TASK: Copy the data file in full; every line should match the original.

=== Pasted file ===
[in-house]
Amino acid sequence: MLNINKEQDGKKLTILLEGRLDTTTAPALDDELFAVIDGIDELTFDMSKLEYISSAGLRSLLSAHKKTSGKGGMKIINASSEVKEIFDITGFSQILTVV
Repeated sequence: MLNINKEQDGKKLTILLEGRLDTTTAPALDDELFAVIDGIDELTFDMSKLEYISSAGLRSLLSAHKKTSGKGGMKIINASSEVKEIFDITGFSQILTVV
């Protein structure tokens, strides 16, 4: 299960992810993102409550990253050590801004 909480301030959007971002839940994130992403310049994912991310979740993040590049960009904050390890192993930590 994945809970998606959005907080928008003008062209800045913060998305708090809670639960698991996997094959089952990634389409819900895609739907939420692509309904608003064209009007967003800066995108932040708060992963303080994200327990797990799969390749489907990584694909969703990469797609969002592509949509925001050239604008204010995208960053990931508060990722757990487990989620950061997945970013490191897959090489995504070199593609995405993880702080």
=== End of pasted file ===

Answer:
[in-house]
Amino acid sequence: MLNINKEQDGKKLTILLEGRLDTTTAPALDDELFAVIDGIDELTFDMSKLEYISSAGLRSLLSAHKKTSGKGGMKIINASSEVKEIFDITGFSQILTVV
Repeated sequence: MLNINKEQDGKKLTILLEGRLDTTTAPALDDELFAVIDGIDELTFDMSKLEYISSAGLRSLLSAHKKTSGKGGMKIINASSEVKEIFDITGFSQILTVV
């Protein structure tokens, strides 16, 4: 299960992810993102409550990253050590801004 909480301030959007971002839940994130992403310049994912991310979740993040590049960009904050390890192993930590 994945809970998606959005907080928008003008062209800045913060998305708090809670639960698991996997094959089952990634389409819900895609739907939420692509309904608003064209009007967003800066995108932040708060992963303080994200327990797990799969390749489907990584694909969703990469797609969002592509949509925001050239604008204010995208960053990931508060990722757990487990989620950061997945970013490191897959090489995504070199593609995405993880702080």